“I think useful is a really important word in talking about her work”, says Naima Karlsson of her grandmother, the Swedish artist-designer Moki Cherry, following the opening of a retrospective she has co-curated at the Institute of Contemporary Arts in London.
Her colourful textile works were variously used for stage sets, album covers and more. Both pieces of art and items with a use, Karlsson says, “these textiles were sometimes hanging at home, sometimes in workshops sometimes in performance and other times in galleries”. Gesturing to a carved wood piece in Cherry’s signature psychedelic style, she adds: “this wood sculpture is also a mirror and a lamp; it’s an artwork but it’s functional in the home”.
Cherry initially trained at Beckman’s School of Design in Stockholm, with the intention of working as a fashion designer. But while she was offered and worked jobs in the field, this was not the path she would stay on – and while she lived a life in design, the reality of what that would look like turned out to be quite different. She met her husband, the jazz musician Don Cherry aged 20 and the pair worked together for two decades, while raising their young children Neneh and Eagle-Eye, both who would become musicians themselves.
Karlsson explains that Cherry took on a job designing for fashion photographer Bert Stern in the 60s in New York, before realising that life didn’t work for the family. “Because of different circumstances – not being able to earn enough money in New York, visas and everything, they had to go back to Sweden. And then I think she realised she was going to have to use her skills and take them in another direction”, Karlsson says.
Back in Sweden, Cherry was prodigious in her output a creative force, joining with Don to design his album covers, costumes and sets – as well as participating in the performances, playing instruments and live painting.
“They were working in different mediums but were coming from the same intentions: making work that was also educational and tapping into musical and artistic expressions that have been going on for thousands of years”, Karlsson says.
“Moki was always very much focused on really understanding all the traditions and ways things had been made – say with textiles – over thousands of years and finding ways of honing her own skills in what she wanted to do”. This, she says was paralleled with Don’s explorations in his own medium; educating himself in the rhythms and songs of African and Indian music.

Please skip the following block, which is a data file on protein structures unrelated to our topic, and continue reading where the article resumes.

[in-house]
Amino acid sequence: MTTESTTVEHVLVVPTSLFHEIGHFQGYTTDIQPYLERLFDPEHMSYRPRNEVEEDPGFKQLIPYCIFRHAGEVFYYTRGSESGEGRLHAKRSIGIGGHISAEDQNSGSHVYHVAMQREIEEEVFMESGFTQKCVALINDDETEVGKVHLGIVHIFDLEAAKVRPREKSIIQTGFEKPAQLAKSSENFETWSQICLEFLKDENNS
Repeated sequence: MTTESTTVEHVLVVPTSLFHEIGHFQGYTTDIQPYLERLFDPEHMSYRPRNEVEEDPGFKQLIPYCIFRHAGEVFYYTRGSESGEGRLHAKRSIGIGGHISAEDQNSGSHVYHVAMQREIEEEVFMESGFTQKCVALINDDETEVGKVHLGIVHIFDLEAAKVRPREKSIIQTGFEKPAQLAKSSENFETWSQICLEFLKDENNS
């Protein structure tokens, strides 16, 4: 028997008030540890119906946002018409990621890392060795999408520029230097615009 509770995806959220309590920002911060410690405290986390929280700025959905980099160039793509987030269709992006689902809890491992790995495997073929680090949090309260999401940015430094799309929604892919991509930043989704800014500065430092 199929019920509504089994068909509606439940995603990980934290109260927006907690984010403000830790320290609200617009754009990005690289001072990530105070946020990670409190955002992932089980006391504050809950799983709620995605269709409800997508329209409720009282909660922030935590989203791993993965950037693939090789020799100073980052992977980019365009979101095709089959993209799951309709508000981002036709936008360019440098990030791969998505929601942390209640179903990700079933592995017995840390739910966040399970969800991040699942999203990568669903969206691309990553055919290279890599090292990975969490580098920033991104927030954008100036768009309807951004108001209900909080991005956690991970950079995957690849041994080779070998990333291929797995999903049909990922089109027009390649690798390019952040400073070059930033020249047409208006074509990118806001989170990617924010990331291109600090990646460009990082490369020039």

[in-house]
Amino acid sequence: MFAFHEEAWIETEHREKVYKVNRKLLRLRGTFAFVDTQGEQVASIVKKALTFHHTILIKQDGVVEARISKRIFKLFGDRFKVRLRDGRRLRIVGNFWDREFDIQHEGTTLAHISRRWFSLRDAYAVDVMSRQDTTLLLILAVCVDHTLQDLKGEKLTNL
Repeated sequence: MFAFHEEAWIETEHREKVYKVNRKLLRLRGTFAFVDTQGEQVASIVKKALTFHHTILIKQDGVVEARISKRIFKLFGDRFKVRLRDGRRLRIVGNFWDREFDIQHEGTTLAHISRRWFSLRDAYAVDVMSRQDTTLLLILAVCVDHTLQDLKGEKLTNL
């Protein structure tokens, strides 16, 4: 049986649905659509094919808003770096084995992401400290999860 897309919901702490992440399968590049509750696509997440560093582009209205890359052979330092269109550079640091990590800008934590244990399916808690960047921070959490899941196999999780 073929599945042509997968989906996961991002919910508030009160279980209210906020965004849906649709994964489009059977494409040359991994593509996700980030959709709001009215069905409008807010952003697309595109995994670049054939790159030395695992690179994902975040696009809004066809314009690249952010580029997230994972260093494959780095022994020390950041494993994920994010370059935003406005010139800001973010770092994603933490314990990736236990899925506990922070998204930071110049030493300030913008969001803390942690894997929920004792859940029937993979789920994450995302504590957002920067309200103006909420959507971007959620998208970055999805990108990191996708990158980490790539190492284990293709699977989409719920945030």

The name of the exhibition is inspired by one of Cherry’s drawings that depicts an abstracted figure with arms wide and the words “Here & Now”. This reflects her practice of Buddhism and its focus on being in the present; while it also recalls Don Cherry’s 1976 album Hear & Now, for which Moki Cherry designed a collaged and applique cover.
It could also be applied to the way her life and work blended – creativity as the joining force. “It was very much a thing of using your time productively”, Karlsson says, “even if that was for enjoying yourself it was still something creative and kind of useful”.
The commitments of wife and mother inescapable, Cherry herself said: “I was my husband’s muse, companion and collaborator. At the same time, I did all the practical maintenance. I was never trained to be a female, so I survived by taking a creative attitude to daily life and chores”.
While raising two young children, educational approaches were also important to her work. Karlsson recalls creative summers spent in the Swedish countryside with Cherry. “Even if she was resting, she was reading all the time and otherwise making things… so we’d always be active. If she was working the studio, she would find ways to keep me busy by making things in there at the same time”.
While Don was a music professor and artist-in-residence at Dartmouth College, USA, Moki Cherry designed the costumes and sets for large-scale student performances. On returning to Sweden, the Cherry’s opened up their family home in an old schoolhouse for workshops for both artists and local children.
Tapestries, featuring Indian classical music scales and symbolic hand gestures were used as teaching aids. At the Moderna Museet Stockholm, an exhibition Utopias and Visions 1871-1981 saw the family live in a geodesic dome in the gallery, inviting visitors to participate by day. Once the exhibition closed each day, Cherry would cook for her family in the gallery.
Whereas other shows have focused on the early works, Karlsson’s curatorial involvement for this exhibition gave an opportunity to look at the wider range of mediums that Moki worked on in different time periods, Karlsson explains. There is painting, tapestry, sculpture, collage, while notebooks and newspaper clippings document further activities. Videos document the first solo exhibition of Cherry’s from 1973, and a children’s TV show the family worked on.
The wooden sculpture is an example of a medium Cherry explored in her later solo career, using the same tools as she would have used in her time as a set designer for the renowned Apollo Theatre in Harlem, and its Live at the Apollo performances.
Reflecting on the work, with which Karlsson says she has had a “lifelong relationship”, Karlsson comments: “A lot of it was to do with survival…loads of it was resourcefulness; doing the things they believed in, [while] finding work opportunities”.
Banner image: Don Cherry + Moki Cherry tapestries – Organic Music outdoor in Italy Courtesy of Moki Cherry Estate. Cover image: Photo of Moki Cherry (1989) – 1 – ©Robert Quailer